A diagnosis ofvitamin B12 or folate deficiency anaemia canoften be made by your GP based on your symptoms and the results of blood tests.

Blood tests

Different types ofblood tests can be carried out tohelp identify people with a possiblevitamin B12 or folate deficiency. These tests check:

  • whether you have a lower level of haemoglobin (a substance that transports oxygen)than normal
  • whether your red blood cells are larger than normal
  • the level of vitamin B12 in your blood
  • the leveloffolate in your blood

However, some people can have problems with their normal levels of these vitaminsor mayhave low levels despite having no symptoms.This is why it's important for your symptoms to be taken into account when a diagnosis is made.

A particular drawback of testing vitamin B12 levels is that the current widely-used blood test only measures the total amount of vitamin B12 in your blood.

This meansit measuresforms of vitamin B12 that are "active" and can be used by your body, as well as the "inactive" forms, which can't. If a significant amount of the vitamin B12 in your blood is "inactive", a blood test may show that you have normal B12 levels,even though your body can't use much of it.

There are some types of blood test thatmay help determine if the vitamin B12 in your blood can be used by your body, but these aren't yet widely available.

Identifying the cause

If your symptoms and blood test results suggest a vitamin B12 or folate deficiency, your GP may arrange further tests. If the cause can be identified,it willhelpto determine the most appropriate treatment.

For example,you may have additional blood tests to check for a condition called pernicious anaemia. This is an autoimmune condition (where your immune system produces antibodies to attack healthy cells), which means you're unable to absorb vitamin B12 from the food you eat.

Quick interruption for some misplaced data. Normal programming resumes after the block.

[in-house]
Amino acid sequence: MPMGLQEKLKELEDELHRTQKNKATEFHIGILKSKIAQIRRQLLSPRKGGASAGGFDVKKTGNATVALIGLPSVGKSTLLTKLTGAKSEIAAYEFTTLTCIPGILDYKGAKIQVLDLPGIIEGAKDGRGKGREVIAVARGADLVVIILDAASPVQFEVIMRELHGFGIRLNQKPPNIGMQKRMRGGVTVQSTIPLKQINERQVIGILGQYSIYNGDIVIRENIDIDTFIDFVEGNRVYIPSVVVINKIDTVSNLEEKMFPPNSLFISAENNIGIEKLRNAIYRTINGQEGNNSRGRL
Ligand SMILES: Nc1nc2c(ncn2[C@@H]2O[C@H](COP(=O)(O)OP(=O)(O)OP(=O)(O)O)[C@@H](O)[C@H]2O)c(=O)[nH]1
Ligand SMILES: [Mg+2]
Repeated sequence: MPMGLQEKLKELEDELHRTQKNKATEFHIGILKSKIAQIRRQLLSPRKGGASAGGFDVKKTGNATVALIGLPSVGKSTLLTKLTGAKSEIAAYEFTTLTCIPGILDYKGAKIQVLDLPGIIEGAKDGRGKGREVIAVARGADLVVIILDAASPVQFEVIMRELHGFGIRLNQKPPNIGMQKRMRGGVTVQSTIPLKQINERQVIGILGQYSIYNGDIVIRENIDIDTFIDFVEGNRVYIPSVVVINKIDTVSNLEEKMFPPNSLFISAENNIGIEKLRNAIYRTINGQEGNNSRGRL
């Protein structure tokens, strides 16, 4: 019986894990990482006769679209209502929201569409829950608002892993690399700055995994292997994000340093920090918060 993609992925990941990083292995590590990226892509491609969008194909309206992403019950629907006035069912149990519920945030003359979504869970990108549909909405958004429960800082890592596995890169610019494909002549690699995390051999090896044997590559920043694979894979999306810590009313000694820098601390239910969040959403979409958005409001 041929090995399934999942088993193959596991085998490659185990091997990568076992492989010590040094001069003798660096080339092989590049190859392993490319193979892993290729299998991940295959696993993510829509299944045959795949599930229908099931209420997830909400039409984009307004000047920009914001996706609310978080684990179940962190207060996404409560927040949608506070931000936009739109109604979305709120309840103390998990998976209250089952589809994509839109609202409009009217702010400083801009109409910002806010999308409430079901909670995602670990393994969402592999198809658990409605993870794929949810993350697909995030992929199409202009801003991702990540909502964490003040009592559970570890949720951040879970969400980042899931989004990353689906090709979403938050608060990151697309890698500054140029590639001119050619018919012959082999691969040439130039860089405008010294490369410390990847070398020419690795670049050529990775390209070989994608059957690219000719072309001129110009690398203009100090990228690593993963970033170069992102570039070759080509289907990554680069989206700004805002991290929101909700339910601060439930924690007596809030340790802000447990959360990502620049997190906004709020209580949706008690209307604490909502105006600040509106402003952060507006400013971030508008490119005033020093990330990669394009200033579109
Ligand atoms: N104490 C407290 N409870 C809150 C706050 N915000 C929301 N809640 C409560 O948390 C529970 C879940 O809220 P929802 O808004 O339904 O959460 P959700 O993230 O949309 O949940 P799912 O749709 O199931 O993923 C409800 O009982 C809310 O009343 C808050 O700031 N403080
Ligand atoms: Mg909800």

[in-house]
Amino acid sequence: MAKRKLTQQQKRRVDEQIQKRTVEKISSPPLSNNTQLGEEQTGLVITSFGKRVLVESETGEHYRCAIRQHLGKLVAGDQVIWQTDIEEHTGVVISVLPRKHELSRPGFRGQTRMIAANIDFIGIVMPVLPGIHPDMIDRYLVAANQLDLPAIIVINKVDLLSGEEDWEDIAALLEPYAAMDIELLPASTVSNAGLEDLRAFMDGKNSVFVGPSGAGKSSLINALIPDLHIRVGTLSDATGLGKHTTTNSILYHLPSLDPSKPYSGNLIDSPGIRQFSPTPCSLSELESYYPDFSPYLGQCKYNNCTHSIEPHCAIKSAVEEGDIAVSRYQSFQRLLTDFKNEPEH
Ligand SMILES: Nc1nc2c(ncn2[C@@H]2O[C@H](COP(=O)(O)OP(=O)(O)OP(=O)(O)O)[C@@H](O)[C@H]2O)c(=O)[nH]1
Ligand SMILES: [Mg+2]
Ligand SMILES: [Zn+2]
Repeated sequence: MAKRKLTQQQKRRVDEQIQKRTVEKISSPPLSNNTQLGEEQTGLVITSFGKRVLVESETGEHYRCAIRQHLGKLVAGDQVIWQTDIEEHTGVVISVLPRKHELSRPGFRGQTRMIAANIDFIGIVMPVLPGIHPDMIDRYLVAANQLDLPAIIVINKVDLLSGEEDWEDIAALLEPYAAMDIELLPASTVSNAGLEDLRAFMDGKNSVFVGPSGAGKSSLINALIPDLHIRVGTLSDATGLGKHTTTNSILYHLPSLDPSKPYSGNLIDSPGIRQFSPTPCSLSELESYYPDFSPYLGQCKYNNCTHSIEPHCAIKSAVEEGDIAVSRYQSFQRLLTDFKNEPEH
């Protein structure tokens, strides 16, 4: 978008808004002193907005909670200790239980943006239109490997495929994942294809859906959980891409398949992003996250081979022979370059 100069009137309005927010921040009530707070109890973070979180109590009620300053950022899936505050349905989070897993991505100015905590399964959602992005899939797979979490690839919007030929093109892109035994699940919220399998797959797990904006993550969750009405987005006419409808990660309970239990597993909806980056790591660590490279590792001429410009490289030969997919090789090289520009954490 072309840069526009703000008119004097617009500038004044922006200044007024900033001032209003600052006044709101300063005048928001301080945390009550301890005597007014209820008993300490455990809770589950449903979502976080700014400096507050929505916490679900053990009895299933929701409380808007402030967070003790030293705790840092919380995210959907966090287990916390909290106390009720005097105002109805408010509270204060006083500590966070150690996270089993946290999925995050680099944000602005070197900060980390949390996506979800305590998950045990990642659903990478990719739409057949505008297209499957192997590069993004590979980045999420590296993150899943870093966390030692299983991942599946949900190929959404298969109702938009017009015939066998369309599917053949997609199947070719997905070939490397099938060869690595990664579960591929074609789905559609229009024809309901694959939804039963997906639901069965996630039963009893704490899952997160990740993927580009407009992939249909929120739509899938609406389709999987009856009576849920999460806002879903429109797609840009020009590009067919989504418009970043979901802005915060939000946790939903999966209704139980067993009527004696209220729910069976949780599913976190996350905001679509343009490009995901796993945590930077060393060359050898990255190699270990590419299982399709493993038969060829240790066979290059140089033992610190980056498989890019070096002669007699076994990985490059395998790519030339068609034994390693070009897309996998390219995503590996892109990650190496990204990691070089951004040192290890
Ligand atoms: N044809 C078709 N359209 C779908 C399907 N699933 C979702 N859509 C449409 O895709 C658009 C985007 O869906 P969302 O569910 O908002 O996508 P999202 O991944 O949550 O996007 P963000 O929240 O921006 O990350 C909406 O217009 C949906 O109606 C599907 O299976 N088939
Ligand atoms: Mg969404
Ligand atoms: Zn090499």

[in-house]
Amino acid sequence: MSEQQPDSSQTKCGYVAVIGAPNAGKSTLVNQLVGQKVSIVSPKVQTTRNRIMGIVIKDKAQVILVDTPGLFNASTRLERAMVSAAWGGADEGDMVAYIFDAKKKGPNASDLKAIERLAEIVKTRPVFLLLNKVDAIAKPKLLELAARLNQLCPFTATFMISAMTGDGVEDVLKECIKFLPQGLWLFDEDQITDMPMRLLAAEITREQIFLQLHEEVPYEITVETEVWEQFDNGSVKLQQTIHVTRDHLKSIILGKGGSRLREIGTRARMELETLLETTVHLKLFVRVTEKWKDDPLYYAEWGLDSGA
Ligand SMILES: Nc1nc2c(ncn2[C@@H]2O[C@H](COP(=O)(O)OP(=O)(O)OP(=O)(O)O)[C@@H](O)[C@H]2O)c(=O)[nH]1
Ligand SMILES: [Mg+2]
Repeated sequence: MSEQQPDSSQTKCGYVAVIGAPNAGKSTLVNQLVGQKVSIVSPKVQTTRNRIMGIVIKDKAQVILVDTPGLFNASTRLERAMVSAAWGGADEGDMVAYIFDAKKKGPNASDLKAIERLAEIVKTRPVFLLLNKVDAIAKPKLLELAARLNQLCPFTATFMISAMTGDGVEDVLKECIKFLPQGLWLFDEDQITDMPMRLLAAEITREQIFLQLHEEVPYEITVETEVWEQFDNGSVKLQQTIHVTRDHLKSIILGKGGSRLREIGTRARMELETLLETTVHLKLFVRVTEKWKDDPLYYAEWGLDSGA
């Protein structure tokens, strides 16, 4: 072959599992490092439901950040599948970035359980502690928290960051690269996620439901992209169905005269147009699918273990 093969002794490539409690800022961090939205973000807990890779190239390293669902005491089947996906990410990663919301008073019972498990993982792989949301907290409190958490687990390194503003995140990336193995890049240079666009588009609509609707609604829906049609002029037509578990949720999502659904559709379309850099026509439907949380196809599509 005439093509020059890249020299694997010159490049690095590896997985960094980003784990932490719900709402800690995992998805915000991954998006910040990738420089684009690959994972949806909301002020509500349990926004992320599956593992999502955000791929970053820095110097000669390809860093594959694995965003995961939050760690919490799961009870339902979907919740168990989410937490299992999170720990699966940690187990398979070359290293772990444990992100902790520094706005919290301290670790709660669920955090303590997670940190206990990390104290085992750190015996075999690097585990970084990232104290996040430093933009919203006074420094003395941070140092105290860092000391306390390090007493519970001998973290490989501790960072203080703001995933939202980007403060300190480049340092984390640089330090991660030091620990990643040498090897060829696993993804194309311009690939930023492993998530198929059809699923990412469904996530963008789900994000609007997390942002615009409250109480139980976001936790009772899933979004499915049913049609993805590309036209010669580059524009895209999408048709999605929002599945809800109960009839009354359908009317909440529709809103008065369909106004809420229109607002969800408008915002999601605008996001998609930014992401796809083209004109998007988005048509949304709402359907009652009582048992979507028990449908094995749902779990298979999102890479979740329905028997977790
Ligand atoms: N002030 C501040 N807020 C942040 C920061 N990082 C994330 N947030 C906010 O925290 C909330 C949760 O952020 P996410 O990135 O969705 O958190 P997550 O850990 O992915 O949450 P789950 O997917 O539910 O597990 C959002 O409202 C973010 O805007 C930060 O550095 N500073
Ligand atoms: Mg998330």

Tests for pernicious anaemia aren't always conclusive, but they can oftengive your GP a good idea of whether you have the condition.

Referral to a specialist

You may be referred to a specialist for further tests or treatment. This may include:

  • ahaematologist (specialist in treating blood conditions) if you have vitamin B12 or folate deficiency anaemia and your GP is uncertain of the cause, you're pregnant or symptoms suggest your nervous system has been affected
  • agastroenterologist (specialist in conditions that affect the digestive system) if your GP suspects you don't have enough vitamin B12 or folate because your digestive system isn't absorbing it properly
  • adietitian (specialist in nutrition) if your GP suspects youhave a vitamin B12 or folate deficiency caused by a poor diet

Adietitian can devise a personalised eating plan for you to increase the amount of vitamin B12 or folate in your diet.

Read our page onB vitamins and folic acidfor information about good sources of these vitamins.

Content supplied by the NHS Website

Medically Reviewed by a doctor on 30 Nov 2016